Monday, March 20, 2017

What is difference between SQL, T-SQL and PL/SQL?

Today, we are going to see another common and interesting SQL interview question, what is the difference between SQL, T-SQL and PL/SQL? It is also one of the most common doubt among SQL beginners. It's common for programmers to think that why there are many types of SQL languages, why not just single SQL across DB? etc. Well, let's first understand the difference between SQL, T-SQL and PL/SQL and then we will understand the need of these dialects. SQL is standard for querying, inserting and modifying data in relational database. It is categorized into DDL and DML and powerful enough to create a database objects e.g. table, view, stored procedure and can perform CRUD operation (SELECT, INSERT, UPDATE, and DELETE) query.

On the other hand, T-SQL (Transact-SQL) is a dialect used by Microsoft SQL Server and Sybase. It is an extension of SQL and provides more functionality than SQL but at them same time confirming ANSI SQL standard as well. For example, you can use conditionals and loops in T-SQL to create a more sophisticated stored procedure which is not available in standard SQL.

Similarly, PL/SQL (Procedural language SEQUEL) is dialect for Oracle database, which provides T-SQL like functionality e.g. conditionals, loops and other elements for procedural programming. Both T-SQL and PL/SQL are the superset of SQL because they not just confirm ANSI SQL standard but also provide additional functionality which is not available in the ANSI standard but help a lot in database programming. In this article, we will see a couple of more differences between SQL, T-SQL and PL/SQL to understand them better.

Why you need T-SQL or PL/SQL?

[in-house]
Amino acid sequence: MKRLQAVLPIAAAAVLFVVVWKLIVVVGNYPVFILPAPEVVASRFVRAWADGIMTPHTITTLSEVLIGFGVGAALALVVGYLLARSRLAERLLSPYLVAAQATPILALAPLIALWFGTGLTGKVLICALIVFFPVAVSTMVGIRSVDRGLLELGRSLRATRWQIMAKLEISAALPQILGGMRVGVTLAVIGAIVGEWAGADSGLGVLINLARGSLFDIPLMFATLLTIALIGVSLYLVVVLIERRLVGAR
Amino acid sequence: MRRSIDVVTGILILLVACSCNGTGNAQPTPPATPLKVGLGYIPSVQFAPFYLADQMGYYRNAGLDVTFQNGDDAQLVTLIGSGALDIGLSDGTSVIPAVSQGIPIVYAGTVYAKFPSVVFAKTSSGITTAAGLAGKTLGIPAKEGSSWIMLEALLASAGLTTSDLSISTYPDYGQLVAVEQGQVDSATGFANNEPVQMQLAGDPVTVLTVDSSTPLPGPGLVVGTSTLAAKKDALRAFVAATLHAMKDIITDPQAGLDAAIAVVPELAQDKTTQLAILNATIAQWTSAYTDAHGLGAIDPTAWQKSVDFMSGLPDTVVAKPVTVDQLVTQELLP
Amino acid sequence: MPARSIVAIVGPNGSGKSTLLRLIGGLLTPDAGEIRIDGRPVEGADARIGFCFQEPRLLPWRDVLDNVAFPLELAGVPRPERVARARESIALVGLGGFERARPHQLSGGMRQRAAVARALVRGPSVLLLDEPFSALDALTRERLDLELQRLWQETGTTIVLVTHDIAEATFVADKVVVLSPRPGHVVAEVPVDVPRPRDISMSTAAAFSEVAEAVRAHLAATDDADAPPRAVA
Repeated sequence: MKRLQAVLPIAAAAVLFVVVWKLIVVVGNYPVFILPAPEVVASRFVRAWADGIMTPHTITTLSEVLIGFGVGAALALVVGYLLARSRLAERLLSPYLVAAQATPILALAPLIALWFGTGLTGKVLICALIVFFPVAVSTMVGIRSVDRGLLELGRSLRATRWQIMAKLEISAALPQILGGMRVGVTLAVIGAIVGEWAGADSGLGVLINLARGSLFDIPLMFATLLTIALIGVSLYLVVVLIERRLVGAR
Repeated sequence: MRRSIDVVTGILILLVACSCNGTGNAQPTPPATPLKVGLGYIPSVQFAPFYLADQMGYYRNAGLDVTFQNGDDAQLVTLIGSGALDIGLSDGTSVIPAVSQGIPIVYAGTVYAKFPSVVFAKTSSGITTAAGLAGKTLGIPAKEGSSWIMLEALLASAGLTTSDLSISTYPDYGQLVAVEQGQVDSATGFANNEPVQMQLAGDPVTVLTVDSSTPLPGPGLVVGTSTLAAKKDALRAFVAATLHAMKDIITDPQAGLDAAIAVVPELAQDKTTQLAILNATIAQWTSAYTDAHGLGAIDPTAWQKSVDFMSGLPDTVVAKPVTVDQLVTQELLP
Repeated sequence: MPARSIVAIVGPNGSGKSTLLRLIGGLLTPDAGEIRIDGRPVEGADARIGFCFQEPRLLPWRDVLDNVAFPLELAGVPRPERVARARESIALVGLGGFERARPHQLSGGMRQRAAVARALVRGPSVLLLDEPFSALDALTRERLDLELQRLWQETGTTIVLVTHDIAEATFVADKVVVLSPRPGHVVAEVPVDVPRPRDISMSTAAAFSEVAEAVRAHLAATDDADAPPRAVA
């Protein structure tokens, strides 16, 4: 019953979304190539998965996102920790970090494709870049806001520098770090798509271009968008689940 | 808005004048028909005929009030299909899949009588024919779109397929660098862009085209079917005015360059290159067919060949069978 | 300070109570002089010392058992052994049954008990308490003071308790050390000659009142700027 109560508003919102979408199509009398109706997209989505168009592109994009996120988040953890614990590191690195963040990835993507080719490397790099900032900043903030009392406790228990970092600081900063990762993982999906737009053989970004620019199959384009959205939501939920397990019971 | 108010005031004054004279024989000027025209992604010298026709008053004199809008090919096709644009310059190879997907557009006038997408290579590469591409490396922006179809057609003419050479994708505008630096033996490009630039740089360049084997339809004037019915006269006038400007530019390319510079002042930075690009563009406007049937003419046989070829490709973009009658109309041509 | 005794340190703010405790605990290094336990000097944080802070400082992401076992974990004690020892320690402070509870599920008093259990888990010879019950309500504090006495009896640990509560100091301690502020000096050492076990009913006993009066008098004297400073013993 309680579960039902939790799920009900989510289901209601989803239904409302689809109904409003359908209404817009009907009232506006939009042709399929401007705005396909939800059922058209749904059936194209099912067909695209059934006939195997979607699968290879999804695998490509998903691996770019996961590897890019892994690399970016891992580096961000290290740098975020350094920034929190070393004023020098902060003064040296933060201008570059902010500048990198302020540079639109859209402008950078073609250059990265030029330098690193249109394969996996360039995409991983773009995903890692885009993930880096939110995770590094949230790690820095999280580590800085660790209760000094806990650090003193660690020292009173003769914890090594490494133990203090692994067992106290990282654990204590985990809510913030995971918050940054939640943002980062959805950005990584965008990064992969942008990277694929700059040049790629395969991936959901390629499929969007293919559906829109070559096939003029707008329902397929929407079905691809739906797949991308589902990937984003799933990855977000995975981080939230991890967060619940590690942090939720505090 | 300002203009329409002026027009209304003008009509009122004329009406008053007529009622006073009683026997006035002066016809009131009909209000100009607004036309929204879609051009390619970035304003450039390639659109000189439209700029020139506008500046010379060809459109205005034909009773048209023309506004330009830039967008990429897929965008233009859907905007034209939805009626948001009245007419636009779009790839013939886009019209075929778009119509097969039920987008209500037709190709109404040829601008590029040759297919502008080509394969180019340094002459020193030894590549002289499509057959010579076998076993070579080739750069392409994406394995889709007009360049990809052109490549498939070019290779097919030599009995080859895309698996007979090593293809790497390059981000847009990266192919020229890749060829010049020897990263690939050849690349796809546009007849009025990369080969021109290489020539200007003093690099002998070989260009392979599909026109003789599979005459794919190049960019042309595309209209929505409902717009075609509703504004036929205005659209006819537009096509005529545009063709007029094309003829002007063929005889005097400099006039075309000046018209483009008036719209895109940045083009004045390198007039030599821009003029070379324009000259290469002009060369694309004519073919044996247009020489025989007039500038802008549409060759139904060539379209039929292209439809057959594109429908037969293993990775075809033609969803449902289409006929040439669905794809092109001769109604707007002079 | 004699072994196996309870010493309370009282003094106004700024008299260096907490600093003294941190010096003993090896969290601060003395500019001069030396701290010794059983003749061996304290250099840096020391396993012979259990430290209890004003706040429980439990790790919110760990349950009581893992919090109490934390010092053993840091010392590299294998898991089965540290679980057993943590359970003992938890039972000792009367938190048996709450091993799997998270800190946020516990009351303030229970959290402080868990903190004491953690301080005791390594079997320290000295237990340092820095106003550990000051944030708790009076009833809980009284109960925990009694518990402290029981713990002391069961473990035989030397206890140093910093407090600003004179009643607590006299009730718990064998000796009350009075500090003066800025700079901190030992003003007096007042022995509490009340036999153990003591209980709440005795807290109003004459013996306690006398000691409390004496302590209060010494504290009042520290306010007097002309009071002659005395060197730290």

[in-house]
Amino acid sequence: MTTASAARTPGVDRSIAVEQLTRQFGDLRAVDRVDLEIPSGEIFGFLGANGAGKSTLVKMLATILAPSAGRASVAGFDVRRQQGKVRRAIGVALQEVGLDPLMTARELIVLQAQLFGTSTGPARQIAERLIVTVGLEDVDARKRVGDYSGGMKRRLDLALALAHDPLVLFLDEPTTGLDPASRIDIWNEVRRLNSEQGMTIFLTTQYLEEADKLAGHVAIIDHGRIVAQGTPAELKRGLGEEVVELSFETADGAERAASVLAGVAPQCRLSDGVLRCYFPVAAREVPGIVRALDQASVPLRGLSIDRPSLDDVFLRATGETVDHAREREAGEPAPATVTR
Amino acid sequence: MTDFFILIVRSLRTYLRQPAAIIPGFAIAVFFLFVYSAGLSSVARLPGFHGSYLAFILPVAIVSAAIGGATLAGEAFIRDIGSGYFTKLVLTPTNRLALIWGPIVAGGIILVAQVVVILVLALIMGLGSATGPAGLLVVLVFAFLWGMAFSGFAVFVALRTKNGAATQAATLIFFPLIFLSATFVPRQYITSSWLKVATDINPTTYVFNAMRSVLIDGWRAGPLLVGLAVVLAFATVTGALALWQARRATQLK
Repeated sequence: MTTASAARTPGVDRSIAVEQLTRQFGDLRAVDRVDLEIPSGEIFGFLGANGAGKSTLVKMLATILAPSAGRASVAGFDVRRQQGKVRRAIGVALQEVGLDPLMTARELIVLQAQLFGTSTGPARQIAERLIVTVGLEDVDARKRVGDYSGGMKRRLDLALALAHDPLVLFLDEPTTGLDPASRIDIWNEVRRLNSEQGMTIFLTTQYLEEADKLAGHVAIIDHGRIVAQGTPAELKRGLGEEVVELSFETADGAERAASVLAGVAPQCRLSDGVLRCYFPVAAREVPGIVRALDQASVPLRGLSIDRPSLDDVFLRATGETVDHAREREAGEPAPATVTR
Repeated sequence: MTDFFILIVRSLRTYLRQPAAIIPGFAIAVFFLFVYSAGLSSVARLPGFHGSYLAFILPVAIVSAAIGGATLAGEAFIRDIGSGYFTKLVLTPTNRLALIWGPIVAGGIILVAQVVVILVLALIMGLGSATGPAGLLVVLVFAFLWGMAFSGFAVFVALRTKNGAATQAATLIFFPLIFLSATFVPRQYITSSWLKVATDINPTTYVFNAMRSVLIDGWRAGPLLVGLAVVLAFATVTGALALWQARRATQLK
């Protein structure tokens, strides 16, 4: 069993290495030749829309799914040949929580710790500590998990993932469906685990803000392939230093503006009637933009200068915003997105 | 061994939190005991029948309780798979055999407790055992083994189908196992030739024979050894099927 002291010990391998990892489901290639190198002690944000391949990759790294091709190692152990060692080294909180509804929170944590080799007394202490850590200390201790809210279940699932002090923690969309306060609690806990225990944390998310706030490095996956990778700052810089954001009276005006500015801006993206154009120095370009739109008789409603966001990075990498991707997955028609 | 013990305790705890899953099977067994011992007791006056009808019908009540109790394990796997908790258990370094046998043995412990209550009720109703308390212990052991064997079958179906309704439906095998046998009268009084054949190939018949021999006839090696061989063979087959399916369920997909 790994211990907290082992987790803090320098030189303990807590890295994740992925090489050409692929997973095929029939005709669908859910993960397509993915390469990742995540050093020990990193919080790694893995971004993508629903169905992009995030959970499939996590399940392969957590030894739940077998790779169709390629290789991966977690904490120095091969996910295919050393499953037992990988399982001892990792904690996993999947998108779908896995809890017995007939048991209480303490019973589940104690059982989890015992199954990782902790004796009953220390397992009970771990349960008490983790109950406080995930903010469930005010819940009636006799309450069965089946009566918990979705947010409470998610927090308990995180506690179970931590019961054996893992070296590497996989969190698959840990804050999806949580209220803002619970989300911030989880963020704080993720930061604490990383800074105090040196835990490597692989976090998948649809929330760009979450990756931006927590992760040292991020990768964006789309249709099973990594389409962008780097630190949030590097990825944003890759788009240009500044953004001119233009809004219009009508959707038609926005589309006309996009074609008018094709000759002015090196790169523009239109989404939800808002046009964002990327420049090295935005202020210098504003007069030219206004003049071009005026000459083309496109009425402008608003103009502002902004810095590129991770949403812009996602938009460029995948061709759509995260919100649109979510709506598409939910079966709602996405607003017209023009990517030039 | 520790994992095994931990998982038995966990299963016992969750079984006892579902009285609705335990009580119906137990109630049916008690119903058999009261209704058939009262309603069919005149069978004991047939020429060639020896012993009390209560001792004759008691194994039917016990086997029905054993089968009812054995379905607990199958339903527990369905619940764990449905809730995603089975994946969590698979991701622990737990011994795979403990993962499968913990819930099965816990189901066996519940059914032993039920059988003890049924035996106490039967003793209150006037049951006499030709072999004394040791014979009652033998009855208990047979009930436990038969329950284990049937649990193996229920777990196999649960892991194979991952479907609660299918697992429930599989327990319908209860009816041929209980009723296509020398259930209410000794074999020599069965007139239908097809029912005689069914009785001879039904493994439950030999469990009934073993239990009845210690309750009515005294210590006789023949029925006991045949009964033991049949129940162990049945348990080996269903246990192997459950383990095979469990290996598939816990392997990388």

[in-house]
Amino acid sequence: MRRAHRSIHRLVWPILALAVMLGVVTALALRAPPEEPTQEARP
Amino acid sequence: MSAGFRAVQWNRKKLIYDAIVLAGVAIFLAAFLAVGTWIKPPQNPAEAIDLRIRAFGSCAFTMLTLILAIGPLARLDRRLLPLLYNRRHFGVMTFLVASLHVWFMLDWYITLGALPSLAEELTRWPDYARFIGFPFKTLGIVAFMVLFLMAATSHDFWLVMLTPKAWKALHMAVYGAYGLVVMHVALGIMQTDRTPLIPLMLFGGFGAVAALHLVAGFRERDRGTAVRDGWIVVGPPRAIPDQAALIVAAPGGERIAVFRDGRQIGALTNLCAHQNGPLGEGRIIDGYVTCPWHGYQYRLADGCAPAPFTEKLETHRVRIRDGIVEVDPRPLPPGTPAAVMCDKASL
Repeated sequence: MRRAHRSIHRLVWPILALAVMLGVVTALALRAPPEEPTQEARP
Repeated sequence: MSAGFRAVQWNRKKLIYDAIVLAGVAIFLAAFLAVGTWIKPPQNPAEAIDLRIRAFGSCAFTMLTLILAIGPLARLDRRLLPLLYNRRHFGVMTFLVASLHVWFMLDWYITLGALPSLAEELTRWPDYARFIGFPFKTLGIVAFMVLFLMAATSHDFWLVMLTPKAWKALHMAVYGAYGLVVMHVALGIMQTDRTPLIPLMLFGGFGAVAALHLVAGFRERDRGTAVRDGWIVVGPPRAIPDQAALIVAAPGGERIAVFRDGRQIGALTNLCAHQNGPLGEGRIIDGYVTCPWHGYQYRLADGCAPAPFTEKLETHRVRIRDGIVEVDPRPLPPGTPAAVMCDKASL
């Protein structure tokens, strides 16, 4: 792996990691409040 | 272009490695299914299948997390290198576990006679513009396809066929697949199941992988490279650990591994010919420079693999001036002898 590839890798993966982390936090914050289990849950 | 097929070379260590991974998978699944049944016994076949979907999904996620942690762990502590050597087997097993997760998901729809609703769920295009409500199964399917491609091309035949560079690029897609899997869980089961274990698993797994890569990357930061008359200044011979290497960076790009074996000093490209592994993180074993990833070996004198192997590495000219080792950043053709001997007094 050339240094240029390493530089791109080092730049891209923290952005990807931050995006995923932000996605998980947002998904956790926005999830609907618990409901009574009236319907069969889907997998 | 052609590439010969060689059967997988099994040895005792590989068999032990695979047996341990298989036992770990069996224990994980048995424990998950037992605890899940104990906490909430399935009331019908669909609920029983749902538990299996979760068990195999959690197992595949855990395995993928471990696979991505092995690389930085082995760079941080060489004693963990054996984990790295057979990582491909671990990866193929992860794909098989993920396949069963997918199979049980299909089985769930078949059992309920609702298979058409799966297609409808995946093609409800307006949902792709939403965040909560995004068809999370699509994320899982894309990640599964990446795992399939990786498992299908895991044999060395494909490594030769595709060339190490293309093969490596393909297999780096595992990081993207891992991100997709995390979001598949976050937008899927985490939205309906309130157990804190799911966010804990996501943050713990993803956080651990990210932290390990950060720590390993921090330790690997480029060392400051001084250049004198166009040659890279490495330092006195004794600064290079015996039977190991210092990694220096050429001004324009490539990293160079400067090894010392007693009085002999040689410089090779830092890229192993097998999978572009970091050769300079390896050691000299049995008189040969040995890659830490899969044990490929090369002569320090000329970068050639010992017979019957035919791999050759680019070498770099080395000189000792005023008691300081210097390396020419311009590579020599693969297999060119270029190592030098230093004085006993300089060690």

Though standard SQL is enough for inserting, retrieving and modifying data from the database, they only provide set based operations, which means there are a lot of tasks which you cannot do using the plain SQL. In order make SQL more powerful and to expand its usage from simple querying to create complex stored procedures for report generation, XSLT transformation, and many other functionalities, various database vendor started adding proprietary features on SQL supported by their platform. These efforts created different SQL dialects e.g. T-SQL, which is a SQL dialect for Microsoft SQL Server and Sybase, PL/SQL which is a SQL dialect for Oracle.

In fact, every database has their own SQL dialect, which comprises features and keywords only supported in their database e.g. MySQL has the LIMIT keyword which can be used for pagination or solving problems like second highest salary, but it will not work on Oracle or Microsoft SQL Server database. Similarly, PostgreSQL has some features which are not available to other databases.

It's always recommended to use standard ANSI SQL if it serves your purpose because query written in ANSI SQL is portable across different database vendors but if you use a proprietary keyword e.g. TOP in Microsoft SQL Server, LIMIT in MySQL then you need to change your query when your application migrate from one database to another.